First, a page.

The Gambler’s Fallacy and Brain Activity

Betting on the toss is something most of us have done at one time or another, even it is as harmless as deciding who should start first in some game or other. Our logic tells us that heads or tails is a 50:50 chance. Of course, logic sometimes goes out the window.

If we repeatedly toss a coin and we get a run of heads or tails, our logic weakens and we misquote the law of averages and bet against the run, even though in calmer moments we know that the chance of that last coin toss is still 50:50 for heads or tails.

This poor judgment is known as the gambler’s fallacy and is very difficult to resist if the run is a long one. In order to see where in our brains we work so hard to make silly decisions, Xue et al has used fMRI scans with a card choice game and have published their data in the Proceedings of the National Academy of Science (1).

The choice was to guess the color of a black or white card so, like coin tossing, each choice had a 50:50 chance. However, the gambler’s fallacy is alive and well and the subjects made bad decisions when there was a run of one color so over the long run, they did rather worse than the 50% correct that would always be approached with enough turns.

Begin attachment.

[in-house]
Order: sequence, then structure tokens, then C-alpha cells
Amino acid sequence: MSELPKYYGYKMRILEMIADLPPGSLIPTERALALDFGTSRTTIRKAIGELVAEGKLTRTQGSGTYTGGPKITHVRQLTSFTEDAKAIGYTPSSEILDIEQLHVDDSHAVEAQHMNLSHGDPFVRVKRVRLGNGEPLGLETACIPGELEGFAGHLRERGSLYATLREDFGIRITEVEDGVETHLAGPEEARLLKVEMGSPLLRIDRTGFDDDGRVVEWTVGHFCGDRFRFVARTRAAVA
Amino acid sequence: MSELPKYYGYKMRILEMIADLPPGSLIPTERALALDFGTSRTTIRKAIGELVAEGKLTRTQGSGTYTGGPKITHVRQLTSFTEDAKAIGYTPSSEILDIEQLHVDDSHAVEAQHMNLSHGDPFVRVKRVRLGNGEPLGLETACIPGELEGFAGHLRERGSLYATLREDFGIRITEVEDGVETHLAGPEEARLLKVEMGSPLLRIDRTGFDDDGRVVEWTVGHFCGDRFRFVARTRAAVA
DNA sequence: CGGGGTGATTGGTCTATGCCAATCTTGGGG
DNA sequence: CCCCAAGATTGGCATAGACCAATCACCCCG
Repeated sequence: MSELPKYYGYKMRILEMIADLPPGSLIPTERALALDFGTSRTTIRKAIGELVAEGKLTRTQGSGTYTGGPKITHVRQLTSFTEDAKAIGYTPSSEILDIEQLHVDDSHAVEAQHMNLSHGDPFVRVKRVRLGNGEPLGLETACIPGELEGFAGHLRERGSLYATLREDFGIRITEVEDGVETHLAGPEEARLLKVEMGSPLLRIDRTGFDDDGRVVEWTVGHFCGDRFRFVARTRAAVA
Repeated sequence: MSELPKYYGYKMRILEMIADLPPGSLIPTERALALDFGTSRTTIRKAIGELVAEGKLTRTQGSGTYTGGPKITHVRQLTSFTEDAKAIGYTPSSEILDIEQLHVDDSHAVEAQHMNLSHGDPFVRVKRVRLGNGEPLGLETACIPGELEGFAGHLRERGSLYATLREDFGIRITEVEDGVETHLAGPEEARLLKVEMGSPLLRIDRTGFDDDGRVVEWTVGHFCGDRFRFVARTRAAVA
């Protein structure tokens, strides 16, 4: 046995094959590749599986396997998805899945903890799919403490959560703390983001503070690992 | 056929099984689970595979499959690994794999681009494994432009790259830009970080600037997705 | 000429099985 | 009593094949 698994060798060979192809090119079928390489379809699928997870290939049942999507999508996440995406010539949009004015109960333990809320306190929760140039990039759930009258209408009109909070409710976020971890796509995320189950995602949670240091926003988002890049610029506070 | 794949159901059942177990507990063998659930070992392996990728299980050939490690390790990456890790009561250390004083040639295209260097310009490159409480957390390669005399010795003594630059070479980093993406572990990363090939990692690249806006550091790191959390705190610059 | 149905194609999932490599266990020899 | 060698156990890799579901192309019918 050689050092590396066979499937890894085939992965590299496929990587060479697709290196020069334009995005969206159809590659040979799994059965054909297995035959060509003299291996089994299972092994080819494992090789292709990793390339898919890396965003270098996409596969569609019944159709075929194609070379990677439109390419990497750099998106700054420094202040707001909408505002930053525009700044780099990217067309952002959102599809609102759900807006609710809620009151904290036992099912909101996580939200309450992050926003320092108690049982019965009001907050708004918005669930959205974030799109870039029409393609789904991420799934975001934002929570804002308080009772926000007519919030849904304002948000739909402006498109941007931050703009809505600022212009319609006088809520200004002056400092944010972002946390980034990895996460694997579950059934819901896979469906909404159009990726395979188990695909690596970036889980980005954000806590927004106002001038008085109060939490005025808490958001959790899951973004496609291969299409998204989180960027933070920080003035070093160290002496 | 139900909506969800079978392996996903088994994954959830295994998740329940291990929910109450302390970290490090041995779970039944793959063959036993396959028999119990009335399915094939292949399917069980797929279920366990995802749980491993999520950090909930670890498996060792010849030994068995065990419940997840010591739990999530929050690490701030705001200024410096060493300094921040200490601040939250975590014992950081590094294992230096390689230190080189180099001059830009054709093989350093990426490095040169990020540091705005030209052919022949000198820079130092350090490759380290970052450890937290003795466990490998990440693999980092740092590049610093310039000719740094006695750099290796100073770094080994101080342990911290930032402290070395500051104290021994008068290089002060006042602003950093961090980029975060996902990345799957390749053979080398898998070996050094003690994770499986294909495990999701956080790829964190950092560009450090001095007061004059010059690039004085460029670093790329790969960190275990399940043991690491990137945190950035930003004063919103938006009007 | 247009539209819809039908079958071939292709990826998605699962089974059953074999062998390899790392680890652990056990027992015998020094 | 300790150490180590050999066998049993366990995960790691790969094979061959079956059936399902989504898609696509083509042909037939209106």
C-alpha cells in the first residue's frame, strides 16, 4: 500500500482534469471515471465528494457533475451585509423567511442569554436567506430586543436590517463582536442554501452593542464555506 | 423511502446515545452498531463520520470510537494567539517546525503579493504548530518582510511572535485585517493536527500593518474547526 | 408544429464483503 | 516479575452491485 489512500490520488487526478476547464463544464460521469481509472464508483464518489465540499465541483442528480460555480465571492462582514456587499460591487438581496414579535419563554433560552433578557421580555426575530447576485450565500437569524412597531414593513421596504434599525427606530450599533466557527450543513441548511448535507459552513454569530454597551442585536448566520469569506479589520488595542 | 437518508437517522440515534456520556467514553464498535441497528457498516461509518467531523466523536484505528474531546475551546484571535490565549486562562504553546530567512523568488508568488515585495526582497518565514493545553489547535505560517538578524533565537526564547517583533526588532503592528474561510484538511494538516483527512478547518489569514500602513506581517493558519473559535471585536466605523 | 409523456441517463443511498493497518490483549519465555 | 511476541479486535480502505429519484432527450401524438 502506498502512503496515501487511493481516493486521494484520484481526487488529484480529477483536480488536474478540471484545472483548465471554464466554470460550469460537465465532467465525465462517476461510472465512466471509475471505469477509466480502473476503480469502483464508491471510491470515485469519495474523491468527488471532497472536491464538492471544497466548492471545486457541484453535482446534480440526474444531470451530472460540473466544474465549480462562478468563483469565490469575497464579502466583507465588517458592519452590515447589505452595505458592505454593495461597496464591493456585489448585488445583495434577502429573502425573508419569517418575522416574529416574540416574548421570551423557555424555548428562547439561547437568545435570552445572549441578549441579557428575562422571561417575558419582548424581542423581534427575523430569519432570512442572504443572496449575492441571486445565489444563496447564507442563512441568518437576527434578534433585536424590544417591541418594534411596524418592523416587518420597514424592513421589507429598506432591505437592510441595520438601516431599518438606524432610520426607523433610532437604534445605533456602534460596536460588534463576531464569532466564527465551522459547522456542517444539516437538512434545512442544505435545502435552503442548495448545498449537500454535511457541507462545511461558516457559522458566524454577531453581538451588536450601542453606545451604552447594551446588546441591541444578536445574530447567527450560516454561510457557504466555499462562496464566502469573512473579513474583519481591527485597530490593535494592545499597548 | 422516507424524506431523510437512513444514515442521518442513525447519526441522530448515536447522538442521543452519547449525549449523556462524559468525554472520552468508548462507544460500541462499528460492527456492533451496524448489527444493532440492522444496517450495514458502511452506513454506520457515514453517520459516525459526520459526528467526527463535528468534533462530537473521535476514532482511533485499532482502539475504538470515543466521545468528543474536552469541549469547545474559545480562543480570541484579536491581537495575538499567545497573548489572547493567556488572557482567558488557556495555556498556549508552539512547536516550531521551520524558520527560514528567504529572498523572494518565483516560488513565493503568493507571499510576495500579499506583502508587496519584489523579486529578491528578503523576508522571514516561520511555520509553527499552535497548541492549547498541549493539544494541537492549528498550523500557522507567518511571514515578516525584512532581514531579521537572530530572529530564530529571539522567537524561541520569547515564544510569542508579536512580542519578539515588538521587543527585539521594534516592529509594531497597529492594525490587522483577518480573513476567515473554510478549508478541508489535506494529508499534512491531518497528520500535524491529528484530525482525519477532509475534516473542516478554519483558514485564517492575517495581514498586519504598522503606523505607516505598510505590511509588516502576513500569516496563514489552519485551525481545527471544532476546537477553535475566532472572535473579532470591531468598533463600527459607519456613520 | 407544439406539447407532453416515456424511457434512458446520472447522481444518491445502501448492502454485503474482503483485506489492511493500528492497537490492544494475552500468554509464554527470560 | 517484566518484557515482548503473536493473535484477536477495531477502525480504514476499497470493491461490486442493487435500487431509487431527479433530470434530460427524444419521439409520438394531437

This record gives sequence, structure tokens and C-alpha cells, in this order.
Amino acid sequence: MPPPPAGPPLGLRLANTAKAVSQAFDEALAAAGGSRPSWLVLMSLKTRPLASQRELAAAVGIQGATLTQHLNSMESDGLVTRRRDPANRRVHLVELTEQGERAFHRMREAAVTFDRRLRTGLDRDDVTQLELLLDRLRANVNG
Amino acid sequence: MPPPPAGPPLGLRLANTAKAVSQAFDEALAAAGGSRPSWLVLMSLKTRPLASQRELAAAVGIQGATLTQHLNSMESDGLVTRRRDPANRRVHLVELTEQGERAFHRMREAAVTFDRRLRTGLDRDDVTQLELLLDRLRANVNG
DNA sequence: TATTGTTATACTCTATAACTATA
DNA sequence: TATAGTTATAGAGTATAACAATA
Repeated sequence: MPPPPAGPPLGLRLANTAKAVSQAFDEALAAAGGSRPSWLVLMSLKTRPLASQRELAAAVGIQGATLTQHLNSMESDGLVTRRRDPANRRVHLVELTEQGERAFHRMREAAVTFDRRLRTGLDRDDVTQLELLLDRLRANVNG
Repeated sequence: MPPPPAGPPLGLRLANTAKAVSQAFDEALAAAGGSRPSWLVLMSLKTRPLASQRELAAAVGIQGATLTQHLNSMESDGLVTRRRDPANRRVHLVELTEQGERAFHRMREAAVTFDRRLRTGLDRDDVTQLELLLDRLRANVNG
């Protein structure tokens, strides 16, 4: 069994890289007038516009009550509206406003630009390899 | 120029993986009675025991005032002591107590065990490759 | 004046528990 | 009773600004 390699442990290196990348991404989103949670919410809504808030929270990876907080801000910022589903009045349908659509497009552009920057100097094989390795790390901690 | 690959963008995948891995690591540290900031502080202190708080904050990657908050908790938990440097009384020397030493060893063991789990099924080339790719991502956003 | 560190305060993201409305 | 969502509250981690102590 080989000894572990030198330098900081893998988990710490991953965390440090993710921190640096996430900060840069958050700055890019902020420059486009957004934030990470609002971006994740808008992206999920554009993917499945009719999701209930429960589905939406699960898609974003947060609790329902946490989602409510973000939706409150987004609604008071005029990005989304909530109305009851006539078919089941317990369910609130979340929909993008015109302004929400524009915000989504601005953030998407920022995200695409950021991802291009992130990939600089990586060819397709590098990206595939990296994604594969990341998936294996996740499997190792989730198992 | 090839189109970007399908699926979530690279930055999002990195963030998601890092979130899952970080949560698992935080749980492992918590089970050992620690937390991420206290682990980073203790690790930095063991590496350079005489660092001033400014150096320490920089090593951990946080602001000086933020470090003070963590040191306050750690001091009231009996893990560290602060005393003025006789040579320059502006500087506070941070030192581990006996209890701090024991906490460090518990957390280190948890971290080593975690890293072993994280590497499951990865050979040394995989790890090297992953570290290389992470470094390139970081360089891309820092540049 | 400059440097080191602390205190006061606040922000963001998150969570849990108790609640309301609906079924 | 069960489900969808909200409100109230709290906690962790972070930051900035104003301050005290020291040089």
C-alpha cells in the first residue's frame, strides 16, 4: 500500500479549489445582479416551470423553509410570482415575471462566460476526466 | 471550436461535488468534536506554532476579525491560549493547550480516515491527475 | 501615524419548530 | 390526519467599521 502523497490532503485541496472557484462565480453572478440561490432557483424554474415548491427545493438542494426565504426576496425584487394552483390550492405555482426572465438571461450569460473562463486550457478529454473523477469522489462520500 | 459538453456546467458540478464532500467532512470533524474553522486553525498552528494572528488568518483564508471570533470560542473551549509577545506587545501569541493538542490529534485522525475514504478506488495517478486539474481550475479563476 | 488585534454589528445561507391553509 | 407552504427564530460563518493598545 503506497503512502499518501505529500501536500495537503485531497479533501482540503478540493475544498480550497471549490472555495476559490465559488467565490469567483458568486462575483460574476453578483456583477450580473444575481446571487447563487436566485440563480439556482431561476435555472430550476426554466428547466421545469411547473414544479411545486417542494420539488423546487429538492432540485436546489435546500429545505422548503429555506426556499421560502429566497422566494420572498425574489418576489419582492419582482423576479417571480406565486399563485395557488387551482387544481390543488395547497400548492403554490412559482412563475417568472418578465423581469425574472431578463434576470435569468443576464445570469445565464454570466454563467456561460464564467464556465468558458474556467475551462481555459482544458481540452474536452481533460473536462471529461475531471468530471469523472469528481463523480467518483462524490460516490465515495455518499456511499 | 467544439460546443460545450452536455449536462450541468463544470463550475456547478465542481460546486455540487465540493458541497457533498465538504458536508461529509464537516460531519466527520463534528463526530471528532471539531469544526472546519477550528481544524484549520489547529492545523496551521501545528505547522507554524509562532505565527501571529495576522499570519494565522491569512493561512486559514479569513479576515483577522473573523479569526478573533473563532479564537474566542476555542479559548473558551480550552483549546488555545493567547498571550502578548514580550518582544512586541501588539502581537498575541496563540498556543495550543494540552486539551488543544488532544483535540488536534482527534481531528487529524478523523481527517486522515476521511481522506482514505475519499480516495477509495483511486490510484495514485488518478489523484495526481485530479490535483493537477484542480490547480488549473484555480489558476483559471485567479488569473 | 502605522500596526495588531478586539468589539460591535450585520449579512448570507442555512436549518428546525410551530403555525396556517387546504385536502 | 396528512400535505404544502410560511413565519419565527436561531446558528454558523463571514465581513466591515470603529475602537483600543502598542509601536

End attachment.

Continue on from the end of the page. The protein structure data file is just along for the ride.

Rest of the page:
The interesting new bit of information is that there was a rush of oxygenated blood to the heads of the subjects about 10 seconds before letting their instinct over-ride their better judgment. To be precise, the blood oxygen levels in the left lateral prefrontal cortex were elevated.

Now remember that the prefrontal cortex is where our emotional responses are buzzing around and that the dopamine and serotonin receptors are making us feel good so its not surprising that our logic can slip a little. If the region was externally stimulated electrically, the bad decisions on card choice were exacerbated.

Would holding our breath before making decisions help, I wonder or would that be counter productive by subsequently increasing our heart rate? Perhaps it’s better to avoid such excitement altogether.

  1. G. Xue, C-H. Juan, C-F. Chang Z-L. Lu and Q. Dong, Proc. Nat. Academy. Sci., (2012). doi:10.1073/pnas.1111927109

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